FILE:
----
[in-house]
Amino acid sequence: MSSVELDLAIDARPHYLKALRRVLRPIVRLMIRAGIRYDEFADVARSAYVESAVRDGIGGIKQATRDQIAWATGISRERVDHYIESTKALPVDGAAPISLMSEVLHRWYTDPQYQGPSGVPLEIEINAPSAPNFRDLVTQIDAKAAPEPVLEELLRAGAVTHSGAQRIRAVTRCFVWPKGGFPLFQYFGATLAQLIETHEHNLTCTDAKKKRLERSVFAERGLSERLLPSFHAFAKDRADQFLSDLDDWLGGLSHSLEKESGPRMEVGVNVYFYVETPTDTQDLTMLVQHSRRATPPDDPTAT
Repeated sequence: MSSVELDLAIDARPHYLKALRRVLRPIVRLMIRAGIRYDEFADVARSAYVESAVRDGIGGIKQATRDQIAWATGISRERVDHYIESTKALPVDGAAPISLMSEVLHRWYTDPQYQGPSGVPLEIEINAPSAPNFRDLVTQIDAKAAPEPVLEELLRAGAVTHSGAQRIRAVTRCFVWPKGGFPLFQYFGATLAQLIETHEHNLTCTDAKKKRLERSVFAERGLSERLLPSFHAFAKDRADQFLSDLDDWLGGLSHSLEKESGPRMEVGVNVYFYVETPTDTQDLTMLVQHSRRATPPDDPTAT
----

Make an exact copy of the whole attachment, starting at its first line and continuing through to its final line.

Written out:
[in-house]
Amino acid sequence: MSSVELDLAIDARPHYLKALRRVLRPIVRLMIRAGIRYDEFADVARSAYVESAVRDGIGGIKQATRDQIAWATGISRERVDHYIESTKALPVDGAAPISLMSEVLHRWYTDPQYQGPSGVPLEIEINAPSAPNFRDLVTQIDAKAAPEPVLEELLRAGAVTHSGAQRIRAVTRCFVWPKGGFPLFQYFGATLAQLIETHEHNLTCTDAKKKRLERSVFAERGLSERLLPSFHAFAKDRADQFLSDLDDWLGGLSHSLEKESGPRMEVGVNVYFYVETPTDTQDLTMLVQHSRRATPPDDPTAT
Repeated sequence: MSSVELDLAIDARPHYLKALRRVLRPIVRLMIRAGIRYDEFADVARSAYVESAVRDGIGGIKQATRDQIAWATGISRERVDHYIESTKALPVDGAAPISLMSEVLHRWYTDPQYQGPSGVPLEIEINAPSAPNFRDLVTQIDAKAAPEPVLEELLRAGAVTHSGAQRIRAVTRCFVWPKGGFPLFQYFGATLAQLIETHEHNLTCTDAKKKRLERSVFAERGLSERLLPSFHAFAKDRADQFLSDLDDWLGGLSHSLEKESGPRMEVGVNVYFYVETPTDTQDLTMLVQHSRRATPPDDPTAT